The aftermath: Microsoft said that Verizon Wireless would continue to carry the Kins that had already been manufactured. And by golly, it did–you can still get one, for free, with a cheap service plan. Someday they’ll sell ‘em all, I’m sure.
9. Cisco FlipLive (2011)
What it was: The next generation of Cisco’s Flip videocamera, with one major new feature -- built-in Wi-Fi that let them sync wirelessly with a computer or broadcast video directly over the Internet.
Announced: Never! But it was supposed to be released on April 13, 2011
What they said when it was new: Cisco never told consumers about FlipLive, but when one of its representatives invited me to a prerelease briefing, it was described as a "new innovative family of products unlike any previous Flip you’ve seen!"
Died: April 12, 2011, along with all other Flip models
What they said when they killed it: "We are making key, targeted moves as we align operations in support of our network-centric platform strategy. As we move forward, our consumer efforts will focus on how we help our enterprise and service provider customers optimize and expand their offerings for consumers, and help ensure the network’s ability to deliver on those offerings." -- John Chambers, Cisco’s CEO, in a buzzword-laden statement concerning the company’s decision to end the Flip line and lay off the 550 employees responsible for it
Why it really failed: Flip was very popular and apparently profitable. So it’s been widely speculated that Cisco’s goal involved showmanship as much as fiscal prudence: It wanted to create visible signs of blood to placate Wall Street.
Was it a tragedy it bit the big one? I know people who think so. It’s certainly too bad that Cisco didn’t attempt to sell Flip rather than blithely destroying a brand it had bought for $590 million just two years earlier. It’s true, however, that when I saw the FlipLive cameras, I came away thinking that they were largely more of the same rather than an exciting leap forward. Then again, the New York Times’ David Pogue used the phrase “tragic death” in his eulogy for Flip, and specifically praised FlipLive.
The aftermath: The decision to kill FlipLive along with all Flips was so abrupt that San Francisco (and, I assume other cities) were haunted by Flip ads on bus shelters for months after the bad news hit. And I wonder what Cisco did with all the FlipLives it had originally planned to put on sale the day after it ultimately axed the product? By now, they may be in landfill in New Mexico somewhere alongside Atari ET’s cartridges.
10. HP TouchPad (2011)
What it was: HP’s first WebOS tablet, the most notable result of its 2010 purchase of Palm for $1.2 billion. It was supposed to be the flagship of an array of WebOS devices which HP would release in the years to come: "The flexibility of the webOS platform makes it ideal for creating a range of innovative devices that work together to keep you better connected to your world," a press release explained.
Announced: February 9, 2011. And it shipped on July 1.
What they said when it was new: "What makes HP TouchPad a compelling alternative to competing products is webOS. The platform’s unmatched features and flexibility will continue to differentiate HP products from the rest of the market for both personal and professional use. This is only the beginning of what HP’s scale can do with webOS." -- Jon Rubinstein, HP senior vice president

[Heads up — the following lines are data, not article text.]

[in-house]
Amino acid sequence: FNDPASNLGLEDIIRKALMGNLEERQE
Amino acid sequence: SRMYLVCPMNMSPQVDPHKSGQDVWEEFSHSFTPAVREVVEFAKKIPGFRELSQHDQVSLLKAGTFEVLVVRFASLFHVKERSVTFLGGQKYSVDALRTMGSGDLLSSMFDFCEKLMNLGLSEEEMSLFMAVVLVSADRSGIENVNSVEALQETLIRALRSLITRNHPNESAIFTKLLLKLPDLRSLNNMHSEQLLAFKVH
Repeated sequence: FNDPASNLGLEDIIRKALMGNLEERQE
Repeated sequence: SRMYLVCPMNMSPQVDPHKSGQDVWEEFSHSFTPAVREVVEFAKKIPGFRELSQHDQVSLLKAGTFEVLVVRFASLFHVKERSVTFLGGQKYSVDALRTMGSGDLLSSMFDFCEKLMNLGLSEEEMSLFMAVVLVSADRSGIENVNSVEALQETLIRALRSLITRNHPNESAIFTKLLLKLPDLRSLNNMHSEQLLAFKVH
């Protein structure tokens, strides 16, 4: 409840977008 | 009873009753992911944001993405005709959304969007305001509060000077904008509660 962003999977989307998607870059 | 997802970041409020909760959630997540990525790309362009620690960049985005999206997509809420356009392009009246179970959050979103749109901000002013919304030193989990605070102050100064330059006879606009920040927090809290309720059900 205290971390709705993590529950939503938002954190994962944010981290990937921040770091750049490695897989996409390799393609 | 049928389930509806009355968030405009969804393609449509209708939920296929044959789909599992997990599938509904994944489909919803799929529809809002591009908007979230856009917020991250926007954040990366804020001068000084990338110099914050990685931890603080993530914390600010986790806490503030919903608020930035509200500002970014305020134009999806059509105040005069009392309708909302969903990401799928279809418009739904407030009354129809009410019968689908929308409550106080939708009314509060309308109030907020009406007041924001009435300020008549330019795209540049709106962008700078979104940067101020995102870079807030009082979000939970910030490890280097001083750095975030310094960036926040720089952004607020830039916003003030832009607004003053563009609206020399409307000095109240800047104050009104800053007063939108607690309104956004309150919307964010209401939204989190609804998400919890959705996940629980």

When it died: August 18, 2011
What they said when they killed it: "The tablet effect is real, and sales of the TouchPad are not meeting our expectations." -- Léo Apotheker, HP CEO
Why it really failed: Because HP didn’t actually have the stomach to enter a remarkably challenging market. In fact, by simultaneously announcing its intention to get rid of its PC business, it pretty much made clear that it doesn’t want to be in the consumer-goods business at all, except for printers (and ink).
Was it a tragedy it bit the big one? I think so. WebOS remained full of promise; now it’s dead, or close enough. We still need serious competitors to the iPad. And if a company isn’t willing to withstand more than six weeks of disappointing sales, it shouldn’t introduce a product at all.
The aftermath: Another TouchPad variant, the TouchPad 4G for AT&T, will apparently die without ever having been released.
So what can we learn here? A few important things:
- If a product is terrible, or meant for a market that doesn’t exist, it’s better to figure that out before you release it, not after.
- If a product has potential, it might take more than a few weeks to realize it.
- The fact a company is great at making enterprise networking hardware doesn’t mean it’ll succeed with consumery gizmos.
- Strangely enough, claiming a product is wonderful (sometimes in pricey ad campaigns) doesn’t help if it isn’t.
- People responsible for some of the greatest products ever -- guys like Steve Jobs and Jeff Hawkins -- are still capable of misjudging the market.
- All roads lead to HP, which killed the TouchPad and ended up owning the companies which had killed Kerbango, Audrey, and Foleo.
Right now, I’m genuinely sad over the fate of the TouchPad. I’m sorry for the people who bought it; I’m sorry for the HP employees who worked on it; I’m sorry for the HP stockholders that the company spent over a billion dollars for an operating system it lost interest in so quickly. But the good news is this: it won’t be too long until some other product fails so fast that the TouchPad is no longer the obvious example of horrendous tech-product failure. And Silicon Valley -- a place where making mistakes and moving on is part of the culture -- will always try, try again.
More tales of failure on Technologizer:
This story, "10 of the Shortest-Lived Tech Products" was originally published by Technologizer.